THE GOVERNMENT says it is working on supporting incremental production of fertiliser over the period to 2024, on the basis of an earlier five-year agreement with producers to curtail imports.
Industry and Commerce Minister Dr Sekai Nzenza told an Agribusiness Forum, which included measures for other value chain interventions, that the move will save scarce foreign currency.
The forum sought to integrate and align policies, strategies, programmes, projects, activities and to support and promote the development, growth and competitiveness of agro-processing.
Zimbabwe’s demand for fertiliser in a normal and good farming season, is about 600 000 tonnes (both basal and top dressing), of which 70 percent goes towards Government farming programmes.
The fertiliser industry in Zimbabwe plays a key role in terms of its contribution to gross domestic product and its growth and food security among others.
Apart from saving the country the elusive foreign currency, Minister Nzenza said the planned strategies will also result in improved national food security, while creating employment.
“The Government entered into a five year fertiliser import substitution roadmap with local fertiliser manufacturers to boost productivity and production, save foreign currency, ensure food security and create employment,” she said.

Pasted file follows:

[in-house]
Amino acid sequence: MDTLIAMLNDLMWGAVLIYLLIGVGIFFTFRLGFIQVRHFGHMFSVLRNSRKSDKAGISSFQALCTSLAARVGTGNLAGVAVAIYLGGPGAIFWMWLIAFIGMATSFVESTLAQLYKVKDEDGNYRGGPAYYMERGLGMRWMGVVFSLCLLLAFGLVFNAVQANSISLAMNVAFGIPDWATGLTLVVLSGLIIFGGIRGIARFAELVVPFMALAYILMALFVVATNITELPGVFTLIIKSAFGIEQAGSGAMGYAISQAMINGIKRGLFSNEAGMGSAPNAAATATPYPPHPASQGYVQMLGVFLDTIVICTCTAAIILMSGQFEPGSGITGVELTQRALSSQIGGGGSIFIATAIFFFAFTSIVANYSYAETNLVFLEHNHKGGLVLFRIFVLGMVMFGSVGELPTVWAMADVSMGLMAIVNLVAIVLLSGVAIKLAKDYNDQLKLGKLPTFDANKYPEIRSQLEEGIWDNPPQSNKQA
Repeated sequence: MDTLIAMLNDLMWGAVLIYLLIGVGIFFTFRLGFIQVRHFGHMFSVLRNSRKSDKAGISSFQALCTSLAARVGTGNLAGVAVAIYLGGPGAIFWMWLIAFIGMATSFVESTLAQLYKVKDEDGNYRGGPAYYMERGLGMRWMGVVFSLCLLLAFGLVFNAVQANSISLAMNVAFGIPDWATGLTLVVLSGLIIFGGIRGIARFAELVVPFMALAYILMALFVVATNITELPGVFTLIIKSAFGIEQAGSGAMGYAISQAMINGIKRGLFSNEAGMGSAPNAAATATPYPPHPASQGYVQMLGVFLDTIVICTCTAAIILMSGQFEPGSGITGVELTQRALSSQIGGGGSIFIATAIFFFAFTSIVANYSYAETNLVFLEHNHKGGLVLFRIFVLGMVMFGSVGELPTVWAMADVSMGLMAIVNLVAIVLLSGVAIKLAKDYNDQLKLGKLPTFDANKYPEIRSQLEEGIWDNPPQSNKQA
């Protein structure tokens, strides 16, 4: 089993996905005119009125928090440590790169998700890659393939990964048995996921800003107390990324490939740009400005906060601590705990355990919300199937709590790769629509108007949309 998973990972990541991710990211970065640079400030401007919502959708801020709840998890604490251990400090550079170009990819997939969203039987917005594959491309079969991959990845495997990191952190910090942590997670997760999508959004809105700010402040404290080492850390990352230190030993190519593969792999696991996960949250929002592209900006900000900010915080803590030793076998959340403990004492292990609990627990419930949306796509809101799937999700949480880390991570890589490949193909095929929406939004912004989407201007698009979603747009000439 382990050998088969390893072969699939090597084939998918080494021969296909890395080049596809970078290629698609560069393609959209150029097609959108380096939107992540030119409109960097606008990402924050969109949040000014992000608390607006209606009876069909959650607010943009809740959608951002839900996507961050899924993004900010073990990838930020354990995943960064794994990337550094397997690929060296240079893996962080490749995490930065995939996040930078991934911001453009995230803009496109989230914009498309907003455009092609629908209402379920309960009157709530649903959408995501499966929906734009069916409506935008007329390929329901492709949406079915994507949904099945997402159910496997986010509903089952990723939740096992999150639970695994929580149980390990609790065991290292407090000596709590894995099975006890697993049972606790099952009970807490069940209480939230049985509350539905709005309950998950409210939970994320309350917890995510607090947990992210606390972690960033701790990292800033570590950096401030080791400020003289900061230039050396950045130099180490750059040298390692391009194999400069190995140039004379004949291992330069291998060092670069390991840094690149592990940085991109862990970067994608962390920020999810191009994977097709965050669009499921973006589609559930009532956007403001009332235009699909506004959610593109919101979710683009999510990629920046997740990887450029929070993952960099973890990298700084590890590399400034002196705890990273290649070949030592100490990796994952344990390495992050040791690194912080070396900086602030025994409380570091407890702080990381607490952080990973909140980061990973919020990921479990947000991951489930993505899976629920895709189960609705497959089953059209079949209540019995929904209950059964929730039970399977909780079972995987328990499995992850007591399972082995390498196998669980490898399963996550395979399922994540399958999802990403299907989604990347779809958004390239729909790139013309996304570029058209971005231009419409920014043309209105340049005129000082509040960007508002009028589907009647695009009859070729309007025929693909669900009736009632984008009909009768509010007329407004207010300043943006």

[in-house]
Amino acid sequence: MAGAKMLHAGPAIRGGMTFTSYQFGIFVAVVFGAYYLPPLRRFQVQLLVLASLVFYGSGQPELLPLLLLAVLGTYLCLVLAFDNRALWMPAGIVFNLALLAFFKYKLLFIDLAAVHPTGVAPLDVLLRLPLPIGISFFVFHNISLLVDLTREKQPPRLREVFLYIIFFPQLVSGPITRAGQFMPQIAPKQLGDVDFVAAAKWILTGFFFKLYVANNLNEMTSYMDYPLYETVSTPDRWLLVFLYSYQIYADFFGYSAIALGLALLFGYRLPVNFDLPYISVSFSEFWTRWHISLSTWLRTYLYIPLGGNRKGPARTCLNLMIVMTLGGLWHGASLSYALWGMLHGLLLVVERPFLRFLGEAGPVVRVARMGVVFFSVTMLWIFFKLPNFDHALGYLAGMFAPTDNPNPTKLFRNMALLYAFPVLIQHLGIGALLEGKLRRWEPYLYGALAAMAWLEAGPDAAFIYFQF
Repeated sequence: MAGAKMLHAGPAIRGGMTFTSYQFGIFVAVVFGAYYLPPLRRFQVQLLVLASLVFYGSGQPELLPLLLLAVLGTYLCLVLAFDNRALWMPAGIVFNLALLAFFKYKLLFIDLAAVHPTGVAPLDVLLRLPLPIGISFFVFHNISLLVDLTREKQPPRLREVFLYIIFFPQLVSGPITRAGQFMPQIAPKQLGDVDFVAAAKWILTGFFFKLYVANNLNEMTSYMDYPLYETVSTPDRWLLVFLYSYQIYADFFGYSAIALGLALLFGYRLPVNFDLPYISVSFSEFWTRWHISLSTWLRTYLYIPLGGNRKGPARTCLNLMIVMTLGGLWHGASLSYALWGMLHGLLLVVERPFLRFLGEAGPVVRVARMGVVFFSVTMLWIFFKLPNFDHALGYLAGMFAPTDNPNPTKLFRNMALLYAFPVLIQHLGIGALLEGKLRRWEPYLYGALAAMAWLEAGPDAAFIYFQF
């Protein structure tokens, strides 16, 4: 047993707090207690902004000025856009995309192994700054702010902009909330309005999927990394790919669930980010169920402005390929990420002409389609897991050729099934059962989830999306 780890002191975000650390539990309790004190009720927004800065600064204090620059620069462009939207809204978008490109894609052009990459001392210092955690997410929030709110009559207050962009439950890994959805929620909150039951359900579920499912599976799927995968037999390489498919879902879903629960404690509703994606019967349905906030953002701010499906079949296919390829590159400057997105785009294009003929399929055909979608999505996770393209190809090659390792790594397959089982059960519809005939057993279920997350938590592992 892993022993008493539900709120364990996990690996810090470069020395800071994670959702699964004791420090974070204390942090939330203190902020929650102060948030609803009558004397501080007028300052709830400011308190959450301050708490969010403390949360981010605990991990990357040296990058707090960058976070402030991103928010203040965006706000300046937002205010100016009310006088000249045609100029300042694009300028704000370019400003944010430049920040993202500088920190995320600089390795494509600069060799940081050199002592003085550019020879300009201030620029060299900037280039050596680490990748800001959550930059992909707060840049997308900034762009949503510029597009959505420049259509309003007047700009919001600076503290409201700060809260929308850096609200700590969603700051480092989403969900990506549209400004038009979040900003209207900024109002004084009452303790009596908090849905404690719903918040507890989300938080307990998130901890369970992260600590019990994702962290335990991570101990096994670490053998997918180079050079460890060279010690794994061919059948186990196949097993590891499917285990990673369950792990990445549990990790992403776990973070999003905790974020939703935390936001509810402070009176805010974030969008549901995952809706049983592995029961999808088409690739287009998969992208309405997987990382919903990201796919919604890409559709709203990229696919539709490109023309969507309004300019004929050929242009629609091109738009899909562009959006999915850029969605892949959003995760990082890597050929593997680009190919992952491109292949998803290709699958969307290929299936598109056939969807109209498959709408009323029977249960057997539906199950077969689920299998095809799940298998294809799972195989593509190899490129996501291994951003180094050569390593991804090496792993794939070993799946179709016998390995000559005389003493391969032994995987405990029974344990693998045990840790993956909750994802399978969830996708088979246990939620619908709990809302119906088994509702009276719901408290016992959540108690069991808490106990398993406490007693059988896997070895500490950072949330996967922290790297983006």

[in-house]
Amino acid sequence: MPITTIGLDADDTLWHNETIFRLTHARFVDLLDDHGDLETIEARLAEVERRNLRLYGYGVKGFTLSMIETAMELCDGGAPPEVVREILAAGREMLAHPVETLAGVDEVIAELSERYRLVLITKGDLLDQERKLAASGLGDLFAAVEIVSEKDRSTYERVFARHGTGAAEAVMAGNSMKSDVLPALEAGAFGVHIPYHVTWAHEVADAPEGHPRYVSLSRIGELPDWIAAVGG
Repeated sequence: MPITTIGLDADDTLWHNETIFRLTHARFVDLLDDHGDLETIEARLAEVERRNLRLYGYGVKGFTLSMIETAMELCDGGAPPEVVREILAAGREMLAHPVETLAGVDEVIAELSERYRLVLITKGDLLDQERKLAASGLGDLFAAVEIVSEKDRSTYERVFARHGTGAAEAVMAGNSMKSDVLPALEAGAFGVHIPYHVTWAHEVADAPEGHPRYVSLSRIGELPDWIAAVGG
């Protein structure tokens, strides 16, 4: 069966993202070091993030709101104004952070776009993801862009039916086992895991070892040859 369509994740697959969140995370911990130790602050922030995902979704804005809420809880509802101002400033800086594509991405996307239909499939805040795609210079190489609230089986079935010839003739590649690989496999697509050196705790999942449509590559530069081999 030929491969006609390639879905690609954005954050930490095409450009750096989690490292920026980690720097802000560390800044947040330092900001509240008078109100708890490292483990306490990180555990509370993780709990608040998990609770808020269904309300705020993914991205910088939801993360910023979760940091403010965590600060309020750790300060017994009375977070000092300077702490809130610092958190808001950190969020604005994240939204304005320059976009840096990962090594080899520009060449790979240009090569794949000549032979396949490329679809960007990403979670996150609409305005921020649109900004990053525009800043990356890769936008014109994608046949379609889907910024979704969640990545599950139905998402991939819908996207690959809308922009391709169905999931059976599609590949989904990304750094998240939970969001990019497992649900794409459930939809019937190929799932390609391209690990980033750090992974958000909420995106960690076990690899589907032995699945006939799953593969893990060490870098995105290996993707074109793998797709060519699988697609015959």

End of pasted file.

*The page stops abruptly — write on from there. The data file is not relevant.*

The planned interventions will see AN production grow exponentially from 30 000 tonnes to 240 000 tonnes monthly while compound output is anticipated to increase from 60 000mt to 100 000mt per month.
Ammonium nitrate production capacity stands at 60 000 metric tonnes while actual output was only 30 000mt. Phosphate compounds capacity is 80 000mt against production of 60 000mt.
The Minister said Zimbabwe has an idle capacity of 60 000mt for AN and 20 000mt for phosphate compounds, which are causing delays in accessing foreign currency for required inputs.
As such, mooted strategies entail recapitalisation of fertiliser manufacturing companies, timely orders of fertiliser for Government programmes and early disbursement of funds to producers.
Further, she said there was need to invest in new fertiliser manufacturing technologies and increasing the uptake of locally manufactured fertiliser by Government for its agricultural programmes.
Other targeted value chains include soya bean, cotton, dairy sector and leather. Dr Nzenza said challenges facing agro-processing included Covid-19, forex shortage, high cost of finance, high export surrender rate and low export incentives amid strong external competition.